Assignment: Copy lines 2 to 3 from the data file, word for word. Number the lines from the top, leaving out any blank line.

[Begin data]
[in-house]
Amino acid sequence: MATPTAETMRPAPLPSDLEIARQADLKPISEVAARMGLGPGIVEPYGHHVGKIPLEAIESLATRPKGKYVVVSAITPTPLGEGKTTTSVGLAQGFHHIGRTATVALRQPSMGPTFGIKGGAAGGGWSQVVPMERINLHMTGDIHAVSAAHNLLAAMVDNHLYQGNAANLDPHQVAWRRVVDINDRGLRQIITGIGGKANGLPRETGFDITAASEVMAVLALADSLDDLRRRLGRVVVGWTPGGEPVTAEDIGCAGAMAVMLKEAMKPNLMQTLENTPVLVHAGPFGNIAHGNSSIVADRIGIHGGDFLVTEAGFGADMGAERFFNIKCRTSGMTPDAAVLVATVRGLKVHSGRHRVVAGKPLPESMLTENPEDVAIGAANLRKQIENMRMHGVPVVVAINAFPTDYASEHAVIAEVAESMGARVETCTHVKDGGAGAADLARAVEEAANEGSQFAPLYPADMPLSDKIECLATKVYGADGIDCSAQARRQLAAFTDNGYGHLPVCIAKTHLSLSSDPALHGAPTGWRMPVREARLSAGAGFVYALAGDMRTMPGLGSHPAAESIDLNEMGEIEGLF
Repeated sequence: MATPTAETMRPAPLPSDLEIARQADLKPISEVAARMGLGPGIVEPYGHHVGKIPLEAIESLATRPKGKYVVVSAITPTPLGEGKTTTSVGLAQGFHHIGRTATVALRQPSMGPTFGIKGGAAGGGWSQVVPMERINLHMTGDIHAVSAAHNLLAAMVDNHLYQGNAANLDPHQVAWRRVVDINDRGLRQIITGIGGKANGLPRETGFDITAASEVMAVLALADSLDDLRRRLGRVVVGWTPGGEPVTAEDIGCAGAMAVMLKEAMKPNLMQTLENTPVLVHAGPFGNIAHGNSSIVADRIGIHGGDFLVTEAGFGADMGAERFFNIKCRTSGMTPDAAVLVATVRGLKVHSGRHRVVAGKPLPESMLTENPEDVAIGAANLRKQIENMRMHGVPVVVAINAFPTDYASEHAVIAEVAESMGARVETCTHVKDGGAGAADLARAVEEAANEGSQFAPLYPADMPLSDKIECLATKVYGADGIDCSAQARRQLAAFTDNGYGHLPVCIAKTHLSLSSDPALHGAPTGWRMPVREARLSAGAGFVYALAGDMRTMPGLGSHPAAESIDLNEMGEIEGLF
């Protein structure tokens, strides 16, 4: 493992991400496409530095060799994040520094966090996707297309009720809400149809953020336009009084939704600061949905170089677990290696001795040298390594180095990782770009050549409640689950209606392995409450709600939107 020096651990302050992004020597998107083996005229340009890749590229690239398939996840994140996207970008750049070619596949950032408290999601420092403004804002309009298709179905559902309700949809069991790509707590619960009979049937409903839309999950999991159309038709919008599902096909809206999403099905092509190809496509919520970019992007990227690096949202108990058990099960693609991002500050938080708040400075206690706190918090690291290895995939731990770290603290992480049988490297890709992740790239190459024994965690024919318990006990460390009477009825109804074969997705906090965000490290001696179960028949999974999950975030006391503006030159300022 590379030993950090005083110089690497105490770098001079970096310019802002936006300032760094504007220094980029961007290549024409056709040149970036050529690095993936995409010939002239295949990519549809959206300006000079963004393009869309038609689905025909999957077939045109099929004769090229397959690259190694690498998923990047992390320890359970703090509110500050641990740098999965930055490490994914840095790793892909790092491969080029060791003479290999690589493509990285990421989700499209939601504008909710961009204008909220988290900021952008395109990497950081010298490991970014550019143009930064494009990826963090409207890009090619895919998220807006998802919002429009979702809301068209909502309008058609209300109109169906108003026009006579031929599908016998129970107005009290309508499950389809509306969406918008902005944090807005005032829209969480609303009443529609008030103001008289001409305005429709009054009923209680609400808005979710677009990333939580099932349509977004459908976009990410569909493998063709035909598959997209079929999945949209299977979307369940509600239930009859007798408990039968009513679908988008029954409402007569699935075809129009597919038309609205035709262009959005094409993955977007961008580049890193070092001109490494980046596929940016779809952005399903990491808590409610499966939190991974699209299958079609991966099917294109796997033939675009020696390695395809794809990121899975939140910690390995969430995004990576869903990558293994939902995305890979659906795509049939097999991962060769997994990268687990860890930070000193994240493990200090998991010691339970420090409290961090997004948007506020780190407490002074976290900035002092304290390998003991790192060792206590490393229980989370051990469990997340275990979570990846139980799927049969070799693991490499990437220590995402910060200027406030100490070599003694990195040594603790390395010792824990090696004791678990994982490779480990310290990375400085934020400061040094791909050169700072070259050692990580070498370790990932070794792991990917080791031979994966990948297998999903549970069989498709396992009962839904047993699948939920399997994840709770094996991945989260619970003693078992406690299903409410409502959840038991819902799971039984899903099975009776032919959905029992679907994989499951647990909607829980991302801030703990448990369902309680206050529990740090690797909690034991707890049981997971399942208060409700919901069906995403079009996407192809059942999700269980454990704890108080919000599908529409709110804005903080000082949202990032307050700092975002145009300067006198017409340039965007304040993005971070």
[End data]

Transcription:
Amino acid sequence: MATPTAETMRPAPLPSDLEIARQADLKPISEVAARMGLGPGIVEPYGHHVGKIPLEAIESLATRPKGKYVVVSAITPTPLGEGKTTTSVGLAQGFHHIGRTATVALRQPSMGPTFGIKGGAAGGGWSQVVPMERINLHMTGDIHAVSAAHNLLAAMVDNHLYQGNAANLDPHQVAWRRVVDINDRGLRQIITGIGGKANGLPRETGFDITAASEVMAVLALADSLDDLRRRLGRVVVGWTPGGEPVTAEDIGCAGAMAVMLKEAMKPNLMQTLENTPVLVHAGPFGNIAHGNSSIVADRIGIHGGDFLVTEAGFGADMGAERFFNIKCRTSGMTPDAAVLVATVRGLKVHSGRHRVVAGKPLPESMLTENPEDVAIGAANLRKQIENMRMHGVPVVVAINAFPTDYASEHAVIAEVAESMGARVETCTHVKDGGAGAADLARAVEEAANEGSQFAPLYPADMPLSDKIECLATKVYGADGIDCSAQARRQLAAFTDNGYGHLPVCIAKTHLSLSSDPALHGAPTGWRMPVREARLSAGAGFVYALAGDMRTMPGLGSHPAAESIDLNEMGEIEGLF
Repeated sequence: MATPTAETMRPAPLPSDLEIARQADLKPISEVAARMGLGPGIVEPYGHHVGKIPLEAIESLATRPKGKYVVVSAITPTPLGEGKTTTSVGLAQGFHHIGRTATVALRQPSMGPTFGIKGGAAGGGWSQVVPMERINLHMTGDIHAVSAAHNLLAAMVDNHLYQGNAANLDPHQVAWRRVVDINDRGLRQIITGIGGKANGLPRETGFDITAASEVMAVLALADSLDDLRRRLGRVVVGWTPGGEPVTAEDIGCAGAMAVMLKEAMKPNLMQTLENTPVLVHAGPFGNIAHGNSSIVADRIGIHGGDFLVTEAGFGADMGAERFFNIKCRTSGMTPDAAVLVATVRGLKVHSGRHRVVAGKPLPESMLTENPEDVAIGAANLRKQIENMRMHGVPVVVAINAFPTDYASEHAVIAEVAESMGARVETCTHVKDGGAGAADLARAVEEAANEGSQFAPLYPADMPLSDKIECLATKVYGADGIDCSAQARRQLAAFTDNGYGHLPVCIAKTHLSLSSDPALHGAPTGWRMPVREARLSAGAGFVYALAGDMRTMPGLGSHPAAESIDLNEMGEIEGLF